Many students don’t know how to use the scoring scale strategically. First, they read the sample essays on the GRE website and find these examples unattainable. Second, they allocate too much time aiming for a top score of 5 or 6. Third, they’re confused if their sample essays don’t match the typical profiles for each scoring category. Here is some advice about meeting each one of these challenges.
Look beyond ETS for realistic sample essays
Longer essays are typically better able to convey complex and insightful ideas, so higher-scoring essays are in the 400-650 word range, but beware: The essays that ETS posts as samples for each score are often not representative of most essays that would receive that score. For example, one of the essays scoring a six is 933 words long, whereas another essay with the same score is 627 words long. In contrast, the Manhattan GRE book on “Reading Comprehension and Essays” has samples of less-than-perfect essays that would still score a six, which feel well within reach of many more test takers. With this caveat in mind, I suggest that students begin by reading some sample essays; I usually suggest reading at least three essays with different scores, such as 4, 5, and 6, or 3, 4, and 5.
The most important score increases are in the middle of the scale
Students should also look at the analytical writing score distributions, which reveal an important lesson about the relative value of different score increases. The table is so important that I have reproduced it here.
It reveals that most test takers score between 3 (15th percentile) and 4.5 (80th percentile), which means that score increases within this range represent much greater percentile jumps than scores outside of this range. In other words, a student who increases from a 4 to a 4.5 has jumped from the 56th to the 80th percentile, whereas a student who increases from 5.5 to 6 has jumped only from the 98th to the 99th percentile. All the blood, sweat, and tears that went into the final half-point increase served to bring the student just a single percentage point higher. These diminishing returns should be weighed against other uses for that extra time, e.g., on the verbal or quantitative sections, or graduate school applications.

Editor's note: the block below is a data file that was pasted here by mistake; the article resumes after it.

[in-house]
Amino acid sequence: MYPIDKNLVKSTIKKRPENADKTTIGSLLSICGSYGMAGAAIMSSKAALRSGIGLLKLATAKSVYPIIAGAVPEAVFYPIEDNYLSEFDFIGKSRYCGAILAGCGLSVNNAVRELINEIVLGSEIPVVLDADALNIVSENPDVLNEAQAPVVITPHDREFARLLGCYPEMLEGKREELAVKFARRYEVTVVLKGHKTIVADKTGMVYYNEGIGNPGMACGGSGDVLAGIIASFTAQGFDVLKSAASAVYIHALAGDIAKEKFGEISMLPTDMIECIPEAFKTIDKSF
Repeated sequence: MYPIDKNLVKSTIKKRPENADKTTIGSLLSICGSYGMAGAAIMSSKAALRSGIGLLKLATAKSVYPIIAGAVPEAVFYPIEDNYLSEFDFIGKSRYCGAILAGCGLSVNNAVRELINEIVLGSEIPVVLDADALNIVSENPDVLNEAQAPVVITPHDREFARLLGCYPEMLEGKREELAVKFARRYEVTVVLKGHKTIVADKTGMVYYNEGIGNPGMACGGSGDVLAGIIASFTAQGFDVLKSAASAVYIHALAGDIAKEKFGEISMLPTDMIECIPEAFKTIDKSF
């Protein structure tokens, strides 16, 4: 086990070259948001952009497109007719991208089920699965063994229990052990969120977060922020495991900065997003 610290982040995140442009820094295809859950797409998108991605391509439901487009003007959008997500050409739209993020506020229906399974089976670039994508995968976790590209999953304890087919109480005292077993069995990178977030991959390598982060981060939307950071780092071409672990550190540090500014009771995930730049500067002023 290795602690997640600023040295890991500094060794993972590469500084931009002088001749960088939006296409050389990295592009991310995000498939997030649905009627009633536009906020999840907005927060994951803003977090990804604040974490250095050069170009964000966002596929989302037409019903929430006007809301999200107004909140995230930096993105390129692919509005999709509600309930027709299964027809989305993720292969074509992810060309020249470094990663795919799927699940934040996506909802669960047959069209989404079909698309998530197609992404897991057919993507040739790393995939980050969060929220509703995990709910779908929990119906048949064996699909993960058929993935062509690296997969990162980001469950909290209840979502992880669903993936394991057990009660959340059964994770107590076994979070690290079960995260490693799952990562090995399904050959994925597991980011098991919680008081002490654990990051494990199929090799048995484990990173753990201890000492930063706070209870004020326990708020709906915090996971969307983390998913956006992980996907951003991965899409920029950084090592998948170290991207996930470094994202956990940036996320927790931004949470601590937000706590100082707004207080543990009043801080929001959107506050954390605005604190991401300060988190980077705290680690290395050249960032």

Some essays don’t fit the mold
Over the years, I’ve tutored a number of students for whom English is not a native language. The GRE is administered around the world, and English Learner (EL) students can improve their scores through strategic work, just like native speakers. At the same time, I want to offer an important caveat: The clusters of essay characteristics used to benchmark the scoring system fit the patterns of native speakers, not EL students. For example, the model scored essays provided by ETS don’t provide a category for “has insightful analysis, clear organization, but occasional grammar errors that interfere with reader comprehension.” While extended time is available to students with documented learning disabilities, extended time is not available to EL students who need extra time to bring all of their grammatical knowledge into play. For most EL students, getting every grammatical feature correct takes extra cognitive work and additional rounds of revisions, whereas using correct grammar is a far more intuitive for the native speaker and requires little, if any, extra time. Despite the fact that the GRE is not well designed for EL students, and perhaps because of it, they tend to have just as great, if not more, of a need for tutoring as native speakers.
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